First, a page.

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    Interested in this as I asked a similar question and most of the responses were something along the following; "Filson coats are waxed canvas, and they've been around for a long time."
  22. Terasec

    Terasec Scout

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    The dangerous part is in the application
    As your melting the wax and working with terpentine nearby
    Once applied dried and terpentine evaporated
    Not much more of a hazard than having a flame too close to an untreated canvas tent
    Most likely over time you will see pinholes through the canvas where ashes/embers hit the canvas
  23. Backyard

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    After a few more searches on this topic, I've come to a non-conclusive opinion on the following.

    Waxed cloth is waterproof buy brittle in the cold, cloth soaked in linseed oil is light weight and waterproof buy takes a long time to cure and turns yellow, turpentine in a waxed cloth recipe is there to be a solvent and help make applying the wax easier, some people are using orange oils in place of turpentine because they think it smells better.

    I can't find any info on people that have worn oil cloth or waxed canvas catching on fire. Which makes little sense to me, but I can't find any info on the subject.

    I think I'm going to have to experiment.
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  24. therecyclingviking

    therecyclingviking Tracker

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    If you do let us know what you find out
  25. Backyard

    Backyard Supporter Supporter

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    Will do. Going to do a linseed oil pillow case and a small canvas tarp with a wax, linseed, turp mix. Keep a few control pieces and try to get them to burst into flames.
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  26. OutnBacker

    OutnBacker Scout

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    Maybe I can help with the fire issue...

    The above recipes are all probably pretty good. Personally, I think a lot of different ingredients will work to waterproof canvas. I use toilet rings for the wax part, but it has been pointed out to me that they are n longer beeswax, but a mixture of petroleum products. nonetheless, they fill the bill for the wax part. So here's how I do it:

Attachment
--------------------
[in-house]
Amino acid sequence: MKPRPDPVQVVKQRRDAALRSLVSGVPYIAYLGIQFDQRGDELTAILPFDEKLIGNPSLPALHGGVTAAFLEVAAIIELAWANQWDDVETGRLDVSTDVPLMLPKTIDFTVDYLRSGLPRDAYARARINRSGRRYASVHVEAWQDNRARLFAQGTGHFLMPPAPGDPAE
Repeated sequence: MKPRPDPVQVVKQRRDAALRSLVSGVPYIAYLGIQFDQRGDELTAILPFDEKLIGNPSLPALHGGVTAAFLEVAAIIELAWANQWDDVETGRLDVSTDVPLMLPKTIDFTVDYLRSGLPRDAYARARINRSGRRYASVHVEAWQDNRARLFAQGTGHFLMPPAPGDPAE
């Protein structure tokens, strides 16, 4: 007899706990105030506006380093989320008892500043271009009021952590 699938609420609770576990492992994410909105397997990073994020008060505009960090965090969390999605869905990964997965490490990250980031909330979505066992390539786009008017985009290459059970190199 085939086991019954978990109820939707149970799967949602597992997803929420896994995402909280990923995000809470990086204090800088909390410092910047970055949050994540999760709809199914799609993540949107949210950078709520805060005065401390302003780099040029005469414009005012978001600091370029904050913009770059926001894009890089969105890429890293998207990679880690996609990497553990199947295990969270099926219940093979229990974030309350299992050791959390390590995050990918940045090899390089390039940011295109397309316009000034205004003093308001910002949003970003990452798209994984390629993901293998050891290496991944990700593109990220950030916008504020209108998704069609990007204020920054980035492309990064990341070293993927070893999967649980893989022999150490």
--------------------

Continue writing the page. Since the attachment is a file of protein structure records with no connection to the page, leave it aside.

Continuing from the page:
2 parts wax ; 1 part turpentine ; 1 part boiled linseed oil.

    2 toilet rings melted, make about 16oz of liquid, so, add 8oz each oil and turp. You can paint it on wet, or wait til it cools to a paste and spread on with a plastic putty knife, which is the method I use because it is easier to get a more uniform application that way. The turp will smell for a few weeks, but it thins the oil and evaps the smell of the oil faster and it all goes away eventually. The wax and the oil solids will remain in the fabric and you have a very water resistant or even a waterproof fabric.

    As to the fire question, lets take a look at this vid I just posted...
  27. clanmaki

    clanmaki Supporter Supporter

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    I have never used Boiled Linseed oil, but I have heard that after awhile it will make cotton fall apart!
    I have used mink oil to thin out the bees wax/paraffin mixture and have had great success!
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  28. Backyard

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    Thank you!
  29. Backyard

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    Linseed or Flax Oil was used to make sail cloth on ships for decades. Now this is different than the boiled linseed oil sold in stores today. There is plenty of info available to help understand the difference, yet I have found no information that using Linseed or Flax Oil does anything other than waterproof and turn the fabric a bit yellow.